Graduation requirement: present the plan that generated $500 average gross/week in revenue- crops grown, unit amounts, sales channels, pricing, number of marketing weeks

completion of this level signifies a novice farmer

$$ Pro 2 (includes 2.0 concepts) – Apprentice ($1,000 average gross/week)
21 Credits
Covers:                                                                                                                     >Equipment investments
>Land base allocation
>Extended marketing period
Graduation requirement: present the plan that generated $1,000 average gross/week in revenue – crops grown, unit amounts, sales channels, pricing, number of marketing weeks

completion of this level signifies an apprentice farmer

$$$ Pro 3 – Experienced ($2,000 average gross/week)
12 Credits
Covers:                                                                                                                                   >Work rate
>Cropping strategies
>Crop repertoire
>Extended marketing period
Graduation requirement: present the plan that generated $2,000 average gross/week in revenue – crops grown, unit amounts, sales channels, pricing, number of marketing weeks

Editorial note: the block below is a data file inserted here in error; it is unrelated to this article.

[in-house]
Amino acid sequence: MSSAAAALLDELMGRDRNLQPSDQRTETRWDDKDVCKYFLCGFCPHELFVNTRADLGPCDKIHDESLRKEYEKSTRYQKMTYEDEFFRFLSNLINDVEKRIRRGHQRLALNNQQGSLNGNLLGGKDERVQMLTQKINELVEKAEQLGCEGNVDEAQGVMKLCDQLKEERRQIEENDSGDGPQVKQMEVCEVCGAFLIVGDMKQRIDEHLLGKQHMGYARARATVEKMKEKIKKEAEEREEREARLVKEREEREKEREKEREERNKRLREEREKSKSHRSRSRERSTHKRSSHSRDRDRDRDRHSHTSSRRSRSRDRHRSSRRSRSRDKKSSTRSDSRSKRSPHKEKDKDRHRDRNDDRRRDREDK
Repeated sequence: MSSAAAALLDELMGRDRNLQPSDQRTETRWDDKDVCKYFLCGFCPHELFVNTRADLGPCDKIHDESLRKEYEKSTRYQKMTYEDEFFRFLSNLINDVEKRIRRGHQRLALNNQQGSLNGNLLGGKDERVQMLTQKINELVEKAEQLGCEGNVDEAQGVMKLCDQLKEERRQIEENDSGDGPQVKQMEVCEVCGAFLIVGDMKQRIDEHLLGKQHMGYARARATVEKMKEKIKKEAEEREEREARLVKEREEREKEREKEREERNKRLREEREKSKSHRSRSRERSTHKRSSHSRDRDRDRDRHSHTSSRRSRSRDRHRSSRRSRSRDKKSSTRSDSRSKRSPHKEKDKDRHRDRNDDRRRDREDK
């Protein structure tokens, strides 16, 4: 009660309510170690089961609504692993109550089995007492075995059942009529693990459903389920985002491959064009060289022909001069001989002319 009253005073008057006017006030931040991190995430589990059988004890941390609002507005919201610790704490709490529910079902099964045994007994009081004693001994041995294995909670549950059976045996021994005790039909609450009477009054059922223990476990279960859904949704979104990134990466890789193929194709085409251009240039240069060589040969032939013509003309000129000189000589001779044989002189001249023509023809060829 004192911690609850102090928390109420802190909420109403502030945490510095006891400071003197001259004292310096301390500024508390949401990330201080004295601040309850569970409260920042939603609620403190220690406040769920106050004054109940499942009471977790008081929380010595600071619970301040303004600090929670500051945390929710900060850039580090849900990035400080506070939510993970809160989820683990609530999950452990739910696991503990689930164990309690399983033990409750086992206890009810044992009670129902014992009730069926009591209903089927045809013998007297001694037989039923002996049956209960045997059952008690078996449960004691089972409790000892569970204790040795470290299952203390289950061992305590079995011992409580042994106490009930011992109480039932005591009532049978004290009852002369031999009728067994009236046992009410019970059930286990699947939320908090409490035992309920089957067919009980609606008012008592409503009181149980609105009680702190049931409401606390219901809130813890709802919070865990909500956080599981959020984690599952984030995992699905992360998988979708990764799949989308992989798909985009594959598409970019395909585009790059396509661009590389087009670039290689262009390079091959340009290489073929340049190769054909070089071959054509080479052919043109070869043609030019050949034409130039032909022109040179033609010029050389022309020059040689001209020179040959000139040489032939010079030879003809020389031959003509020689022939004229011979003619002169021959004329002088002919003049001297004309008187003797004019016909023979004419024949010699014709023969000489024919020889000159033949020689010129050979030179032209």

completion of this level signifies an experienced farmer

$$$$ Pro 4 – Expert ( $2,000+ average gross per week)
12 Credits
Covers:                                                                                                                                >Maximized marketing period
>Season extension
>GAP compliance
Graduation requirement: present the plan that generated $2,000+ average gross/week in revenue – crops grown, unit amounts, sales channels, pricing, number of marketing weeks

completion of this level signifies an expert farmer

No grades. No papers. You learn by doing with online guidance from a SPIN mentor and peer-to-peer support.

Here’s how it works:
>Pick the level you are starting from
>Be assigned a SPIN mentor
>Earn SPIN credits (you might already have)!
>Achieve progressively higher levels of proficiency and revenue
>Create a moneymaking farm as you go, at a pace that suits your abilities, time and resources

Here’s graduation requirements:
>Follow our online learning program
>Pass a 25 question test
>Provide key 5 SPIN metrics for each level you complete
>Create a moneymaking SPIN farm

For more details on SPIN-Farming certification, go here.

Entrepreneur in Training Opportunity

A deluxe model SPIN farm in Detroit MI seeks an operator.

Run a dream farm without having to pay to build it. That’s what this first-of-its-kind program offers.

Penrose Market Garden, now entering its second season, provides complete top-of-the-line infrastructure, housing in an architect-designed farm house, an established on site farm stand and customer base. 2017 sales expansion channels include a salad CSA and an additional farmer’s market.